||Foreshadowing his later relationship with Jaguar, Cunningham entered the
1955 Sebring 12 Hours with a factory-supported D-Type driven by Phil Walters and Mike Hawthorn, finishing first overall after a scoring debacle that had Carroll Shelby and Phil Hill briefly declared the winners.
Also entered was the new (and yet unpainted) C-6R, driven by Briggs and Benett. Lacking in development, the car retired on the fifty-fifth lap with transmission failure. The car would undergo several improvements before Le Mans, including a headrest/tailfin similar to that sported by the D-Type Jaguars, and a smaller grille opening to aid the car’s aerodynamics. Yet its biggest weakness remained: the Meyer-Drake Offenhauser engine, which was well suited to its Indianapolis roots, could never be modified satisfactorily for the ever-changing loads applied by road racing. Converting it to run on gasoline reduced its power output to the extent that the car was slower than the previous year’s C-4R by almost eight miles per hour.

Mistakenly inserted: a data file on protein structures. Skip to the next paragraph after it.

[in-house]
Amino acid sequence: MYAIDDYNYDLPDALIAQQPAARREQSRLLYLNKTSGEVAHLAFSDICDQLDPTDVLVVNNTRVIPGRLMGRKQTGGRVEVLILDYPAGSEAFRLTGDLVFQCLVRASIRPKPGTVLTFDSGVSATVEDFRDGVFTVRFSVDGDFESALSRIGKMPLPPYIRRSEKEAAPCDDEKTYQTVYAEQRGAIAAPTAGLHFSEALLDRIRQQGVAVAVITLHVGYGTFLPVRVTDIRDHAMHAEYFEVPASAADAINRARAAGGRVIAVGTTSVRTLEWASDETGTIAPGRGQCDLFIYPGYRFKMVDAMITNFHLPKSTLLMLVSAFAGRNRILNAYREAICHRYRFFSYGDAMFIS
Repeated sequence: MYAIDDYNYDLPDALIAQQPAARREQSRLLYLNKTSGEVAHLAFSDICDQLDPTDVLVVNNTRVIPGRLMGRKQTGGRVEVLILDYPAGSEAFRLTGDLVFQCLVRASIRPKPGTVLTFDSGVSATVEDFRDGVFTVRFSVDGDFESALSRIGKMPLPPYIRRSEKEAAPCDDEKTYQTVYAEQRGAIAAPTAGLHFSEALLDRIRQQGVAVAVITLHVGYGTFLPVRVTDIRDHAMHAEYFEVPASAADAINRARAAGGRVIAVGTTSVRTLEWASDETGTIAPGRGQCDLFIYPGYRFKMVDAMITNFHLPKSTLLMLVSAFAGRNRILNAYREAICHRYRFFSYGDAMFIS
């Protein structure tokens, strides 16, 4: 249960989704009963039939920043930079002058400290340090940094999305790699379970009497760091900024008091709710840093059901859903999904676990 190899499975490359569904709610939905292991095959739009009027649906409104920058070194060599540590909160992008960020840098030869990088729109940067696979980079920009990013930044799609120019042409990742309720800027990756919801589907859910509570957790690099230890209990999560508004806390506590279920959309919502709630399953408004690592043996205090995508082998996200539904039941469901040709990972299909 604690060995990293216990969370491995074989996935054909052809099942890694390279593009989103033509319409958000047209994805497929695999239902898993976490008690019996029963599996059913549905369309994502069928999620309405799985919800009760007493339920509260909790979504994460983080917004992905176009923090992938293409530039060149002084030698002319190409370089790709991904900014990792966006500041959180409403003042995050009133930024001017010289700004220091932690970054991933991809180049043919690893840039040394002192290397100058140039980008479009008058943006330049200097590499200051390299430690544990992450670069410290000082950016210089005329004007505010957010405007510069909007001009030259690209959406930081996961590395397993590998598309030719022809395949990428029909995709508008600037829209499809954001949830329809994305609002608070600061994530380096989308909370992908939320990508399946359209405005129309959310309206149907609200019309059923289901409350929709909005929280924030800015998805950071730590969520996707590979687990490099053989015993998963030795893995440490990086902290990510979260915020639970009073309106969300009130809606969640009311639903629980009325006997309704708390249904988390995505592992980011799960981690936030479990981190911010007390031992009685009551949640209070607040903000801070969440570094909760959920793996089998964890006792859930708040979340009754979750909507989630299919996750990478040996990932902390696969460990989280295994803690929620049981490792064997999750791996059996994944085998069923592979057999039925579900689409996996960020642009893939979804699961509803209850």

Yet it was the gearbox which bore the brunt of the Offy’s shortcomings, losing the lower gears early in the race. Driving to compensate for the lack of acceleration proved too much for the engine and the car was retired after eighteen hours with a burned piston.
The 1955 race was also the occasion of the worst accident in racing history. Pierre Levegh, driving a Mercedes 300SLR at over 150mph, swerved to avoid Lance Macklin’s Austin-Healey as the two passed a slowing Mike Hawthorn in front of the pits. The Mercedes glanced off the earthen bank across from the
pits, deflected off the back of the Healey, and was launched into the crowd, breaking up as it went. Levegh was killed instantly; upwards of eighty spectators also perished. It was a shocking event, one which almost put an end to racing
“I don’t believe that the accident had anything to do with my decision to stop building cars,” Briggs said years later, “but I don’t think that Phil Walters ever raced again. And I can’t say that I blame him.”